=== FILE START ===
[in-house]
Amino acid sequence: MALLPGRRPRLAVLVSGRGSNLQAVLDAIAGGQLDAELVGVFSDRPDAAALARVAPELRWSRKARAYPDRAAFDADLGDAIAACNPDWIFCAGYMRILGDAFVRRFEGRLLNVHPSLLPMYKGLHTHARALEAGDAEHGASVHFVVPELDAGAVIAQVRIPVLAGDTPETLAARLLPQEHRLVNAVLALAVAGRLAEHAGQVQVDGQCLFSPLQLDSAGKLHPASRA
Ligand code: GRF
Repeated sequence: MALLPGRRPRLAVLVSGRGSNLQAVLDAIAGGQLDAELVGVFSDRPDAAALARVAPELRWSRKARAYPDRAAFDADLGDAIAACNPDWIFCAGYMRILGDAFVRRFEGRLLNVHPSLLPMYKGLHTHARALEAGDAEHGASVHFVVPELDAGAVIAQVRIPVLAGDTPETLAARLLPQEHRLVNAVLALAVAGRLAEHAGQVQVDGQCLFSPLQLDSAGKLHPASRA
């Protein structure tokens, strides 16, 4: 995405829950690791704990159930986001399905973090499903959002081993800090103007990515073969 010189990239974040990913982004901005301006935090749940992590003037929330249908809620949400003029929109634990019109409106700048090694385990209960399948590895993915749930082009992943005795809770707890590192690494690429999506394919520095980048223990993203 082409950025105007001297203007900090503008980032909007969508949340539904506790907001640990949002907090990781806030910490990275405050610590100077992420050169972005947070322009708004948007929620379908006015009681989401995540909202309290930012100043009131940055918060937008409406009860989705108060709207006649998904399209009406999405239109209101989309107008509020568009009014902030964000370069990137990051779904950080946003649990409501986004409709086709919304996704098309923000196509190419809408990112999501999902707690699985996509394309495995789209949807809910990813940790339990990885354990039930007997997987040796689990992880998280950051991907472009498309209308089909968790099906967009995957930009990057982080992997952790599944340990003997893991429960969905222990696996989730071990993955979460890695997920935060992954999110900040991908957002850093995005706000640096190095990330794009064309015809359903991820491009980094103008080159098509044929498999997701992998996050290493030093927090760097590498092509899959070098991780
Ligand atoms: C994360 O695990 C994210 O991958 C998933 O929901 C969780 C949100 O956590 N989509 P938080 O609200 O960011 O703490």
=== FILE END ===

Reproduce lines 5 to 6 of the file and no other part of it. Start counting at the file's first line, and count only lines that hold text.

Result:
């Protein structure tokens, strides 16, 4: 995405829950690791704990159930986001399905973090499903959002081993800090103007990515073969 010189990239974040990913982004901005301006935090749940992590003037929330249908809620949400003029929109634990019109409106700048090694385990209960399948590895993915749930082009992943005795809770707890590192690494690429999506394919520095980048223990993203 082409950025105007001297203007900090503008980032909007969508949340539904506790907001640990949002907090990781806030910490990275405050610590100077992420050169972005947070322009708004948007929620379908006015009681989401995540909202309290930012100043009131940055918060937008409406009860989705108060709207006649998904399209009406999405239109209101989309107008509020568009009014902030964000370069990137990051779904950080946003649990409501986004409709086709919304996704098309923000196509190419809408990112999501999902707690699985996509394309495995789209949807809910990813940790339990990885354990039930007997997987040796689990992880998280950051991907472009498309209308089909968790099906967009995957930009990057982080992997952790599944340990003997893991429960969905222990696996989730071990993955979460890695997920935060992954999110900040991908957002850093995005706000640096190095990330794009064309015809359903991820491009980094103008080159098509044929498999997701992998996050290493030093927090760097590498092509899959070098991780
Ligand atoms: C994360 O695990 C994210 O991958 C998933 O929901 C969780 C949100 O956590 N989509 P938080 O609200 O960011 O703490």